NBC's Willie Geist, substitute hosting for Matt Lauer on Friday's Today show, invited on CNBC's Maria Bartiromo to talk about the new jobs report and the two had a startling message for those in its audience who may be unemployed right now - just get "used to it." Geist, citing the liberal economist Joseph Stiglitz, asked the CNBC anchor if "higher unemployment may just be the new normal in this country. Do you agree with that? We just have to get used to this?" Bartiromo, eschewing any sort of American "can do" optimism, actually agreed as she responded: "Well I definitely think we are in a new normal. I think you have to have expectations of much lower growth levels in the United States, relative to the rest of the world." Bartiromo added that business aren't likely to hire in 2011 because they are expecting higher health care expenses, expecting higher taxes" but didn't blame Obama administration policies for those fears.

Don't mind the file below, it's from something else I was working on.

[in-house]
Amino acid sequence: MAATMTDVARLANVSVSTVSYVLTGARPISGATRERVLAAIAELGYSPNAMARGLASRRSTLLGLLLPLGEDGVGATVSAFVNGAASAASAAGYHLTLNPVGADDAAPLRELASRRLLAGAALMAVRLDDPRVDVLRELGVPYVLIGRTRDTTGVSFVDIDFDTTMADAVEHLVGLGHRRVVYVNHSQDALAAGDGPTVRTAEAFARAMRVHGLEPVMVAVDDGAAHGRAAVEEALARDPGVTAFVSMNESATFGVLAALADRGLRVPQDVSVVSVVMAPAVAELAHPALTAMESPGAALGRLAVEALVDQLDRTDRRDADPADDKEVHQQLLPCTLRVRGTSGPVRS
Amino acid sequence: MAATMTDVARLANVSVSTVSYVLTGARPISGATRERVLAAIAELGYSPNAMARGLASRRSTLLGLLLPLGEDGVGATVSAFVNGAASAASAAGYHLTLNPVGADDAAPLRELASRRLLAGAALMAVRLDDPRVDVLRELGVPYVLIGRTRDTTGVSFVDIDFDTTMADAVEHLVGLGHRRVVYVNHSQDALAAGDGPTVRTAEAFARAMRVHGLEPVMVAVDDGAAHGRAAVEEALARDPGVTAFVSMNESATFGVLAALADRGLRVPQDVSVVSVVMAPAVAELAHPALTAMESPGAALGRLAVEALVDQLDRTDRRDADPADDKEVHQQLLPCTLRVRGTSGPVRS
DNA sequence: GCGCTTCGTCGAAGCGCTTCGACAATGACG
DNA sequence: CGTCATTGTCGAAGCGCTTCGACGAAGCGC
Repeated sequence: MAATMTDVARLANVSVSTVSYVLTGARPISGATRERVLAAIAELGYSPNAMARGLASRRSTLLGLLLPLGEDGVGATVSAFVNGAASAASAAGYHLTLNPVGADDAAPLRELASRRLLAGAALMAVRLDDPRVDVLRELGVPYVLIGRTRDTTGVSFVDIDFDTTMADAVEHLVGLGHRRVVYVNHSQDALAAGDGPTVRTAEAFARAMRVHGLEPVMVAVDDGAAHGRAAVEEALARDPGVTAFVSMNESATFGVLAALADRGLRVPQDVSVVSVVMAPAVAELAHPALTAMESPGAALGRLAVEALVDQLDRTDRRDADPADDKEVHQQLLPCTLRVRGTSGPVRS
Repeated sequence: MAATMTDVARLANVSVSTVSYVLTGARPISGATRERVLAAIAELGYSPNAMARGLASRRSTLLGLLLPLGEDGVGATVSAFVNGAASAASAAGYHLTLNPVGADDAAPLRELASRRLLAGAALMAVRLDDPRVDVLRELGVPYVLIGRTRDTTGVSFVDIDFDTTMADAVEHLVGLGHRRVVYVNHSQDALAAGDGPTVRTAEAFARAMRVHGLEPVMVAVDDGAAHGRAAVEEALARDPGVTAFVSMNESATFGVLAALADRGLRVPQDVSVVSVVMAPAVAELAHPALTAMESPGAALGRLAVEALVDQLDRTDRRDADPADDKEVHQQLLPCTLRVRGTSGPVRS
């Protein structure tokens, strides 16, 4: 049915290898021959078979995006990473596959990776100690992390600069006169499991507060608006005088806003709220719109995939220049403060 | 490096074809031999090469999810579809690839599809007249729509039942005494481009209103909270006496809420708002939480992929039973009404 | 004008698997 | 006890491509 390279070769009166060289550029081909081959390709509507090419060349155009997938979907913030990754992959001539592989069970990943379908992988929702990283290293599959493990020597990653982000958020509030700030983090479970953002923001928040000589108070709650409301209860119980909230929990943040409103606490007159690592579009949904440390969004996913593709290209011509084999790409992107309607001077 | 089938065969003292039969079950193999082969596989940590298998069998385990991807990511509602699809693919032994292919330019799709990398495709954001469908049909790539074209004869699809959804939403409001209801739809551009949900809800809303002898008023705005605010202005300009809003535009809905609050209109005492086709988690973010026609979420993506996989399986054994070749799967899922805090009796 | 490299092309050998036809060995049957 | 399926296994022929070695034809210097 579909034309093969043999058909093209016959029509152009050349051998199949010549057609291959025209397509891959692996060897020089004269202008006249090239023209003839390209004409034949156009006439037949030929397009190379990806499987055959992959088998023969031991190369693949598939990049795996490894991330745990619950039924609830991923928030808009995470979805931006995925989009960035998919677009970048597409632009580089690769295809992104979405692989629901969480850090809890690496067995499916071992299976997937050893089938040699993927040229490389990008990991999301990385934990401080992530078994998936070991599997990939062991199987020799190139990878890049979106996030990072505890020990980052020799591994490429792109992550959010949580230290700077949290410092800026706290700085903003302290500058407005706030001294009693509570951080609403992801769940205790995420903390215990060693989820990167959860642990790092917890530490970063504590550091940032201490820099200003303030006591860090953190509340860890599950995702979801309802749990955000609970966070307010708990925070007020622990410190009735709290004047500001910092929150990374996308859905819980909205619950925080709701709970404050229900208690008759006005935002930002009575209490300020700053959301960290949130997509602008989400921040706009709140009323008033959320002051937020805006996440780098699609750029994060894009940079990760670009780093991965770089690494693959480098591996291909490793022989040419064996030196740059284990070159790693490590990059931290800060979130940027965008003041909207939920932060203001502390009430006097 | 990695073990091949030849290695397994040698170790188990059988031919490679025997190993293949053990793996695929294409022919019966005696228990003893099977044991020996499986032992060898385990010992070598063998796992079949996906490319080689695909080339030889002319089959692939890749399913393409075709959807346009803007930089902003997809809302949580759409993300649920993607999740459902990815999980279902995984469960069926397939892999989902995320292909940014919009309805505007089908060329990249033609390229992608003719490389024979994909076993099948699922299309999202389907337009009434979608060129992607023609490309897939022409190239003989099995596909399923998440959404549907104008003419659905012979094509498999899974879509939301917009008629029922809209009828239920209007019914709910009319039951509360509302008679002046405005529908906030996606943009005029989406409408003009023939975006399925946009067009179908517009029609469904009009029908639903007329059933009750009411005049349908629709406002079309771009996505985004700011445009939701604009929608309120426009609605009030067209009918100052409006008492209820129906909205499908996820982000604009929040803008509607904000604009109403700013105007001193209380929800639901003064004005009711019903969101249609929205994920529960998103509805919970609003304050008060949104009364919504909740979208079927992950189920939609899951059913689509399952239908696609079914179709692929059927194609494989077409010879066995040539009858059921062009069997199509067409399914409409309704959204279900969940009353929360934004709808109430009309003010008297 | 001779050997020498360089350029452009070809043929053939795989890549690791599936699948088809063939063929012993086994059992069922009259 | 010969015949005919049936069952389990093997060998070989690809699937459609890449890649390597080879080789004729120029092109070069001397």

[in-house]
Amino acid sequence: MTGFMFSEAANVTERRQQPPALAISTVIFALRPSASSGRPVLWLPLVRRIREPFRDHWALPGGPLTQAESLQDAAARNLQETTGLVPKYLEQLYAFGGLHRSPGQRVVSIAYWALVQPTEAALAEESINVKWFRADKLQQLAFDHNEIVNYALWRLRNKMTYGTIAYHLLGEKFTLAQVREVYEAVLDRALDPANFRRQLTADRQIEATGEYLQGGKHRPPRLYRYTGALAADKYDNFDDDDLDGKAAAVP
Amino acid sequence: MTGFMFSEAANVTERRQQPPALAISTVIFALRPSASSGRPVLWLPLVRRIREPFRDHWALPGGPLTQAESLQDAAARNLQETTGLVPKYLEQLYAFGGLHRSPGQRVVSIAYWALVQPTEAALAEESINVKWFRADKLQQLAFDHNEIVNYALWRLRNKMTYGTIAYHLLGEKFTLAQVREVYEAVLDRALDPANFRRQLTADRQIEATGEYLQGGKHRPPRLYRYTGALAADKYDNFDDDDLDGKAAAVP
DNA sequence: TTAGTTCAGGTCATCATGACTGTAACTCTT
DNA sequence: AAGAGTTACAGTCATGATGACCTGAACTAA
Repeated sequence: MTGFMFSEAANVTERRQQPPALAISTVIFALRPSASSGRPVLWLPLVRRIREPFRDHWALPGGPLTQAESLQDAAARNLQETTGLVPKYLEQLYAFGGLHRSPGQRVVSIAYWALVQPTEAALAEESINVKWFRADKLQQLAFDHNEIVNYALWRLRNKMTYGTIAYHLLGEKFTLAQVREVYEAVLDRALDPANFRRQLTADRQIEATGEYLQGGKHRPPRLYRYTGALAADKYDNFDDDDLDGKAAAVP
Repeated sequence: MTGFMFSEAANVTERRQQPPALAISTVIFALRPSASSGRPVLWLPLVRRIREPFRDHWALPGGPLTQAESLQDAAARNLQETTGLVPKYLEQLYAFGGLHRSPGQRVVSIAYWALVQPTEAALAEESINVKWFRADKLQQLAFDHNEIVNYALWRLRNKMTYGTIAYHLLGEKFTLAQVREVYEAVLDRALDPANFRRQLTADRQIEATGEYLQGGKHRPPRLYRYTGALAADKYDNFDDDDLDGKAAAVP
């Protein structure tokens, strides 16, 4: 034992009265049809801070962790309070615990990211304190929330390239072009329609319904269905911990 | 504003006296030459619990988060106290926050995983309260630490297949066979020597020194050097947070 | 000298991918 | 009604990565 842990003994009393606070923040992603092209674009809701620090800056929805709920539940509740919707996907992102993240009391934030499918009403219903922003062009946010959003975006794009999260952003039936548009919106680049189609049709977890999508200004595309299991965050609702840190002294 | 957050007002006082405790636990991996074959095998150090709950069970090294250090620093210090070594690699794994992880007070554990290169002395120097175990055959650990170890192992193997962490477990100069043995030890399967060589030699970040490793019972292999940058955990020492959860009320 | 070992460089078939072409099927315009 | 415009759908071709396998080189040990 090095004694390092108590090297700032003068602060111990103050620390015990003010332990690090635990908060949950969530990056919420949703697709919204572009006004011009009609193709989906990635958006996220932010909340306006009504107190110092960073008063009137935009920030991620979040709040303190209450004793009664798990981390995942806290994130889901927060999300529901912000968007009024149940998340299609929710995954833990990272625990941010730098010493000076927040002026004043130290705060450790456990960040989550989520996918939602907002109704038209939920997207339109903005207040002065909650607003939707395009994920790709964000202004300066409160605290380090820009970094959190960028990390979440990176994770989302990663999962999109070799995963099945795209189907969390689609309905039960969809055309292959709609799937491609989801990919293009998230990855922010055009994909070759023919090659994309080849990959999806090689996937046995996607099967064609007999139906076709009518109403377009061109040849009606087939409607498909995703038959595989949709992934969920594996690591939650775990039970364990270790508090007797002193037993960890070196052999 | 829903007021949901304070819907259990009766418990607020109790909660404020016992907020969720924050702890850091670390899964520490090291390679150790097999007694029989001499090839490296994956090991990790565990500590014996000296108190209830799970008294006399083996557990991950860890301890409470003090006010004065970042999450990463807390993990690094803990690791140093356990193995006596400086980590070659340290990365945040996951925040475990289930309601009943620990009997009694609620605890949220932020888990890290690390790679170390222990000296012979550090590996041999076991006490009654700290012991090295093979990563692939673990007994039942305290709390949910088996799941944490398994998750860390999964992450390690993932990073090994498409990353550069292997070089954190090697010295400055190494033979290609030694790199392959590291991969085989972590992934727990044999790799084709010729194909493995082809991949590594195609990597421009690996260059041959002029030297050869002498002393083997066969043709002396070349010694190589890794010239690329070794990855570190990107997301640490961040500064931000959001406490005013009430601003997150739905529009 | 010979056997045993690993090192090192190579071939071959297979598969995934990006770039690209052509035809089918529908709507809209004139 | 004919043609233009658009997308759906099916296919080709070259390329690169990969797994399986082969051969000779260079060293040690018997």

NBC's Chuck Todd, on Friday's Today, played defense for the Democrats as he relayed their spin on political commercials, noting that "outside independent groups, mostly Republican, are benefitting from the landmark Supreme Court ruling that allows big corporate donors to spend unlimited money, in some cases anonymously, on political advertising." Todd even played several clips of the President going after those ads, but never offered a countering soundbite from a Republican.